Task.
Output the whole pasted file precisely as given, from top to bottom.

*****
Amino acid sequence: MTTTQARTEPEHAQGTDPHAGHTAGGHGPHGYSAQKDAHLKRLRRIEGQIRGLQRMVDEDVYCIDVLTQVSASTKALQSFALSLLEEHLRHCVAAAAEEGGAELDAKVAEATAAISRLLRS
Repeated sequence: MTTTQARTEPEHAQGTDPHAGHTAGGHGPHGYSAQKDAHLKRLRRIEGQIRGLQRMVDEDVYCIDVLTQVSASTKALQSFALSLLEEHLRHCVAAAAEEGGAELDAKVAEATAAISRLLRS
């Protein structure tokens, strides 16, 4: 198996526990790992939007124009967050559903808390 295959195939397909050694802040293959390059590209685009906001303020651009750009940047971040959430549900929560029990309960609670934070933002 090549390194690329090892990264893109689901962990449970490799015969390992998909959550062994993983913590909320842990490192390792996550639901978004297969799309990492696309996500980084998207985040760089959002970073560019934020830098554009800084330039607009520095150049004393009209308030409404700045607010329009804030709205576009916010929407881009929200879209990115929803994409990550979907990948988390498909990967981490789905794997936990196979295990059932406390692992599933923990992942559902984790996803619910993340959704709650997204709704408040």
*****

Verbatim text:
Amino acid sequence: MTTTQARTEPEHAQGTDPHAGHTAGGHGPHGYSAQKDAHLKRLRRIEGQIRGLQRMVDEDVYCIDVLTQVSASTKALQSFALSLLEEHLRHCVAAAAEEGGAELDAKVAEATAAISRLLRS
Repeated sequence: MTTTQARTEPEHAQGTDPHAGHTAGGHGPHGYSAQKDAHLKRLRRIEGQIRGLQRMVDEDVYCIDVLTQVSASTKALQSFALSLLEEHLRHCVAAAAEEGGAELDAKVAEATAAISRLLRS
């Protein structure tokens, strides 16, 4: 198996526990790992939007124009967050559903808390 295959195939397909050694802040293959390059590209685009906001303020651009750009940047971040959430549900929560029990309960609670934070933002 090549390194690329090892990264893109689901962990449970490799015969390992998909959550062994993983913590909320842990490192390792996550639901978004297969799309990492696309996500980084998207985040760089959002970073560019934020830098554009800084330039607009520095150049004393009209308030409404700045607010329009804030709205576009916010929407881009929200879209990115929803994409990550979907990948988390498909990967981490789905794997936990196979295990059932406390692992599933923990992942559902984790996803619910993340959704709650997204709704408040």